PI Original Adam Doster Monday December 15th, 2008, 1:08pm

Quinn And The Income Tax

Republicans in Illinois have
not been shy about their disdain for embattled Gov. Rod Blagojevich. But
on one crucial issue -- taxes -- the governor has consistently sided with
conservatives, largely honoring his election promise not to raise Illinois' sales or income taxes...

Republicans in Illinois have not been shy about their disdain for embattled Gov. Rod Blagojevich. But on one crucial issue -- taxes -- the governor has consistently sided with conservatives, largely honoring his election promise not to raise Illinois' sales or income taxes. And while careless spending (especially on projects that benefit campaign contributors) has contributed to the state’s massive deficit, the governor’s no-tax pledge hasn’t helped either.

On Friday, we noted the wealth of legislative issues that will face Lt. Gov. Pat Quinn if Blagojevich resigns or is impeached in the near future. What we didn’t discuss were the possible revenue sources Quinn might tap as acting governor to plug the state’s budget gap and fund crucial health and social service programs. If history is any lesson, some much needed tax reform may be on the horizon.

In the Daily Herald this morning, John Patterson digs back and provides a window into Quinn’s previous position on Illinois’ flat income tax:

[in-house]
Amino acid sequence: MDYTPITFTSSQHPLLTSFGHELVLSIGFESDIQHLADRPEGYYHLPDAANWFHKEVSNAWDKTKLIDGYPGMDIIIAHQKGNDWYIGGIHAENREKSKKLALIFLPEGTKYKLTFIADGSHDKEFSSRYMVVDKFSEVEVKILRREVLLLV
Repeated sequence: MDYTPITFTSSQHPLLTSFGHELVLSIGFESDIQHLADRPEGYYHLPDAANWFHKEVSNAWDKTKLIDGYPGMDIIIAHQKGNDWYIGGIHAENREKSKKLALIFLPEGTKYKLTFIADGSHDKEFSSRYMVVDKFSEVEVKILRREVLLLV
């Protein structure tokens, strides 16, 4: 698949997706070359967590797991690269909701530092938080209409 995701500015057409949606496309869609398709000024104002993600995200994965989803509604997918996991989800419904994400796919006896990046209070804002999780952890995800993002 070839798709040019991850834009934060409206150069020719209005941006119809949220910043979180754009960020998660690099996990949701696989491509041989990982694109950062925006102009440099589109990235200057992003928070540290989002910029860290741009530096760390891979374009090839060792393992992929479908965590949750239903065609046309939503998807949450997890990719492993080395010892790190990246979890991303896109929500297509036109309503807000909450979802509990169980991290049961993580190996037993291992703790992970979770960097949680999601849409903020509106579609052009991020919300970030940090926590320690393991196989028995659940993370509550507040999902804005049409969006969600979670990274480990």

Lt. Gov. Pat Quinn, who would become governor if Blagojevich is ousted, has shown support for tax increases, backing a constitutional amendment in 2004 that would have doubled the state income tax for those making more than $250,000 in order to raise more than a billion dollars for schools and property tax breaks. That plan has not been successful.

As we’ve written before, state lawmakers should seriously consider implementing a progressive income tax, either through legislation or by amending the state constitution. Despite boasting the fifth largest state economy in the nation, Illinois ranks 45th in tax burden as a percentage of income.

As a result, revenues are lower than they ought to be and working and middle class citizens shoulder a disproportionate burden. Last year, for example, the bottom 20 percent of Illinois wage-earners paid the fourth highest share of any income-tax generating state in the nation. Meanwhile, the top one percent paid the least, proportionately. In the interest of fairness, the vast majority of Illinois taxpayers favor raising income tax rates on the wealthiest residents -- even during a recession.

As Patterson notes, income tax reform would theoretically be far easier to implement with Blagojevich out of the way. Because the Democrats control the governor’s mansion and both chambers, they could pass a tax increase without a single Republican supporter. House Speaker Michael Madigan has suggested he could support a tax hike and Senate Democrats have long supported such a proposal.

If the tax rate were hiked by a mere 3 percent for households making more than $250,000 a year, the state would generate around $3 billion more annually. If invested in infrastructure and education, that kind of money would go a long way in securing Illinois’ economic future.

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